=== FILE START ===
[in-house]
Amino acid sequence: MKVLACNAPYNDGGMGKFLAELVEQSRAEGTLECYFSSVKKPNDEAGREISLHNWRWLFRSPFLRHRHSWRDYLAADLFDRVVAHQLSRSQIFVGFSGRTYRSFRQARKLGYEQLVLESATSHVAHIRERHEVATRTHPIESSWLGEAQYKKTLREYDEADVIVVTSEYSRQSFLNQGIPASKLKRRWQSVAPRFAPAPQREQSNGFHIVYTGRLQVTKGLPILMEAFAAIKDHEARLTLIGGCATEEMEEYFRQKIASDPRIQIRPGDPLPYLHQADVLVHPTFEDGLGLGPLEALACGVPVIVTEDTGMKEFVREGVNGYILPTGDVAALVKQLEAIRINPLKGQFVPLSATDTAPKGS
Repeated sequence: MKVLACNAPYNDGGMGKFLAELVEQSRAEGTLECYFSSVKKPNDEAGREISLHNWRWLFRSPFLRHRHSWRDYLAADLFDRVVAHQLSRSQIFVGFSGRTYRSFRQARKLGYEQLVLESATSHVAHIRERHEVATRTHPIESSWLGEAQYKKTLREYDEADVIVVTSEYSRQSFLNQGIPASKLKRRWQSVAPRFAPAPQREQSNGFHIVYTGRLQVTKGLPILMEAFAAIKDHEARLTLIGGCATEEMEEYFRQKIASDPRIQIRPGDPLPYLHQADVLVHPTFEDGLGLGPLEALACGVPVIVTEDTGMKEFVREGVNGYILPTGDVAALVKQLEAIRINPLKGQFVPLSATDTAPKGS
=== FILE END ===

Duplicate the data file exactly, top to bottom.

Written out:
[in-house]
Amino acid sequence: MKVLACNAPYNDGGMGKFLAELVEQSRAEGTLECYFSSVKKPNDEAGREISLHNWRWLFRSPFLRHRHSWRDYLAADLFDRVVAHQLSRSQIFVGFSGRTYRSFRQARKLGYEQLVLESATSHVAHIRERHEVATRTHPIESSWLGEAQYKKTLREYDEADVIVVTSEYSRQSFLNQGIPASKLKRRWQSVAPRFAPAPQREQSNGFHIVYTGRLQVTKGLPILMEAFAAIKDHEARLTLIGGCATEEMEEYFRQKIASDPRIQIRPGDPLPYLHQADVLVHPTFEDGLGLGPLEALACGVPVIVTEDTGMKEFVREGVNGYILPTGDVAALVKQLEAIRINPLKGQFVPLSATDTAPKGS
Repeated sequence: MKVLACNAPYNDGGMGKFLAELVEQSRAEGTLECYFSSVKKPNDEAGREISLHNWRWLFRSPFLRHRHSWRDYLAADLFDRVVAHQLSRSQIFVGFSGRTYRSFRQARKLGYEQLVLESATSHVAHIRERHEVATRTHPIESSWLGEAQYKKTLREYDEADVIVVTSEYSRQSFLNQGIPASKLKRRWQSVAPRFAPAPQREQSNGFHIVYTGRLQVTKGLPILMEAFAAIKDHEARLTLIGGCATEEMEEYFRQKIASDPRIQIRPGDPLPYLHQADVLVHPTFEDGLGLGPLEALACGVPVIVTEDTGMKEFVREGVNGYILPTGDVAALVKQLEAIRINPLKGQFVPLSATDTAPKGS